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Charests Consulting Work for Huawei Reignites Calls for Canadian Foreign Interference Laws

The revelation that former Quebec premier Jean Charest, who is contemplating running for leadership of the Conservative Party, is advising Chinese telecom giant Huawei on the Meng Wanzhou extradition case and participation in Canadas 5G network has reignited calls for Ottawa to require more transparency from former government members working for foreign entities.

“A cross section of people who have served at the highest levels of Canadian government are acting, directly or indirectly, on behalf of a state that is hostile to Canada,” David Mulroney, Canadas former ambassador to China, said on Twitter.

The Globe and Mail reported that Charest—who was the leader of the federal Progressive Conservative Party in the 1990s and also deputy prime minister under former prime minister Kim Campbell—and former privy council clerk Wayne Wouters are part of a law firm hired by Huawei to help in Mengs extradition case as well as sell products for use in Canadas 5G network.

Meng was arrested in late 2018 in Vancouver at the request of the United States on fraud charges related to violating U.S. sanctions on Iran. Since then, China has issued stern warnings to Canada to release Meng, arrested two Canadian citizens who have been detained for over a year, and blocked Canadian imports. In documents filed with the British Columbia Supreme Court last week, Canadas Department of Justice said the fraud allegations Meng is accused of in the United States would be considered criminal in Canada as well, meaning that her case meets the requirements of extradition.

Charests role helping Huawei in Canada would be at odds with the official position of the Conservative Party, which holds that Huawei shouldnt be allowed to participate in Canadas 5G network due to the companys close links to the Chinese communist regime.

In response to news of Charest working for Huawei, Mulroney said, “we will be told that top people wont serve unless they can cash-in after retirement. But that argument is self-serving, potentially dangerous, and undermines public confidence. Lets at least require greater transparency around work for foreign states and their proxies.”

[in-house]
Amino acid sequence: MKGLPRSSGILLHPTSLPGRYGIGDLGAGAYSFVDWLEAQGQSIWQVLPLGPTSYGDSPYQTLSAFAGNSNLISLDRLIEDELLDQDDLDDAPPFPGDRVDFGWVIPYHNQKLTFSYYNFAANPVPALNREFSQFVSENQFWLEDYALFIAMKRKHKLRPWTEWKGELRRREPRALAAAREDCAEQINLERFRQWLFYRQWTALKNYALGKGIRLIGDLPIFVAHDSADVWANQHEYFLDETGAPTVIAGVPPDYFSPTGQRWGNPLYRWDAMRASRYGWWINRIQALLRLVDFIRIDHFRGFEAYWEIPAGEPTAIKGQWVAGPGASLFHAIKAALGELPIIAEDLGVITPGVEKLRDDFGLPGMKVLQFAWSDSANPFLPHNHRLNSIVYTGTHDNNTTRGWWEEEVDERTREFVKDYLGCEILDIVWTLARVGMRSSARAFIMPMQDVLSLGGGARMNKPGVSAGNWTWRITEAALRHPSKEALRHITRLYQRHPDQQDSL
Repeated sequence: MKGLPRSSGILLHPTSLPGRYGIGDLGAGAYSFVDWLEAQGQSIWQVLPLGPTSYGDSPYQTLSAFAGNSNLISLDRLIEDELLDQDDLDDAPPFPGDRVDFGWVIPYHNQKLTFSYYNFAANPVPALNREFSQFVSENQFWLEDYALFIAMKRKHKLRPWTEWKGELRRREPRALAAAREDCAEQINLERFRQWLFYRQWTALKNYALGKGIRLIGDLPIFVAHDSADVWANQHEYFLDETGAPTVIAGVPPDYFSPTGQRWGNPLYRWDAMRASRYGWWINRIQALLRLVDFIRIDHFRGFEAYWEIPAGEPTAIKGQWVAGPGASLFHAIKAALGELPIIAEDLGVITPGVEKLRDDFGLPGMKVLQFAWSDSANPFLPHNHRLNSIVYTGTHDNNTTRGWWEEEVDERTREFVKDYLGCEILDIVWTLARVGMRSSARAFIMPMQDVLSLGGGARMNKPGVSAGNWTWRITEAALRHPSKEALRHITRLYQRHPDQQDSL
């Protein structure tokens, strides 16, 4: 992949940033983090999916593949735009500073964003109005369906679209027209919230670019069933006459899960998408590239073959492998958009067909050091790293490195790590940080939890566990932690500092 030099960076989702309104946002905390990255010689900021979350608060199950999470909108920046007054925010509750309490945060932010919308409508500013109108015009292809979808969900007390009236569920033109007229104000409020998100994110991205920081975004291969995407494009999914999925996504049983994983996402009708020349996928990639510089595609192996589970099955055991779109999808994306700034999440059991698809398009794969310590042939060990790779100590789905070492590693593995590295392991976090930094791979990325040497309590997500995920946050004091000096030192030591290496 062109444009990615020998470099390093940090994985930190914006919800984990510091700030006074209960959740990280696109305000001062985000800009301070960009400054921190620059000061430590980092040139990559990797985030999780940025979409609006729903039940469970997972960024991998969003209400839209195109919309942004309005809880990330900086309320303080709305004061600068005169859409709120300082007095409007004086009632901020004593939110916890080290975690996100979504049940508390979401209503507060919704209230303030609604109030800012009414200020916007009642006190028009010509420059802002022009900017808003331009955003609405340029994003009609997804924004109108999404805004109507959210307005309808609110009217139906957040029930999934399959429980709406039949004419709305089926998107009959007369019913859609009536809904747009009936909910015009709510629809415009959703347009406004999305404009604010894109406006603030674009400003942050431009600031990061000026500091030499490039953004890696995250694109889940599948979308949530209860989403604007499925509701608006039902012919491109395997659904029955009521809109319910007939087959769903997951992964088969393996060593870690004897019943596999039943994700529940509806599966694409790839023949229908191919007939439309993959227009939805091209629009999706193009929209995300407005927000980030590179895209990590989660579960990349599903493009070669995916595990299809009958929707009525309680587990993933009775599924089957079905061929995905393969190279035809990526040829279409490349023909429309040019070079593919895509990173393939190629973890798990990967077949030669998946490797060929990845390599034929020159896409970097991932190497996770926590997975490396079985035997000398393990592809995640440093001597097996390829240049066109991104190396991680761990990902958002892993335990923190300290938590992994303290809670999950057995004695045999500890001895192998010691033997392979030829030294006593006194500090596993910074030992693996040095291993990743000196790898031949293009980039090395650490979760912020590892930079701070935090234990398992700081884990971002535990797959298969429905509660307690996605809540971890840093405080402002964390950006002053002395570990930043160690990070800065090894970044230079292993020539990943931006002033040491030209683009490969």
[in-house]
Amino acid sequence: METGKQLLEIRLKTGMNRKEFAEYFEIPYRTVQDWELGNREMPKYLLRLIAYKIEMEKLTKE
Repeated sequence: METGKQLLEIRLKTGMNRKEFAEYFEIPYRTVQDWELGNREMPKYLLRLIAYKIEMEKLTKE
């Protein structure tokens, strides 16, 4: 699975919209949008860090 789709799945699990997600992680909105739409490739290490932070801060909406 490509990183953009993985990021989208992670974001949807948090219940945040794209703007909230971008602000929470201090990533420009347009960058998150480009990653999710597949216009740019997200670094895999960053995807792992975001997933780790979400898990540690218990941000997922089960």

Shuvaloy Majumdar, a former policy director to Canadian foreign ministers and a senior fellow at the Macdonald-Laurier Institute, said on Twitter that its “hard to square how one leads Canadian interests with integrity, after counselling a foreign entity acting against the interests of Canada and Canadians.”

Several former high-ranking Canadian politicians with ties to organizations that have strong links to China have taken positions favouring the release of Meng and/or Huawei having a role in Canadas 5G network.

Former Liberal prime minister Jean Chrétien has floated the idea that Canadas justice minister use his legal authority to halt Mengs extradition to the United States, the Globe reports.

Chrétien formerly sat on the board of a subsidiary of Power Corp., which journalist and author Jonathan Manthorpe describes in his book “Claws of the Panda” as “the premier gatekeeper of [Canadas] formal relations with China.” Chrétiens daughter is also married to André Desmarais, president and co-CEO of Power Corp. Former Conservative prime minister Brian Mulroney, who worked as a lawyer for Andrés father Paul, the former CEO of the company, has called on the government to name Chrétien as a special envoy to negotiate the release of the arrested Canadians.

Former Conservative cabinet minister Stockwell Day, who is on the executive board of the Canada China Business Council, has praised Huawei and its founder Ren Zhengfei, a former officer in Chinas Peoples Liberation Army, and argued that Canada shouldnt ban the company from its 5G network.

In a paper written for the Macdonald-Laurier Institute late last year, David Mulroney said Chinas rise has added “special urgency” to the issue of foreign influence and interference in CaRead More – Source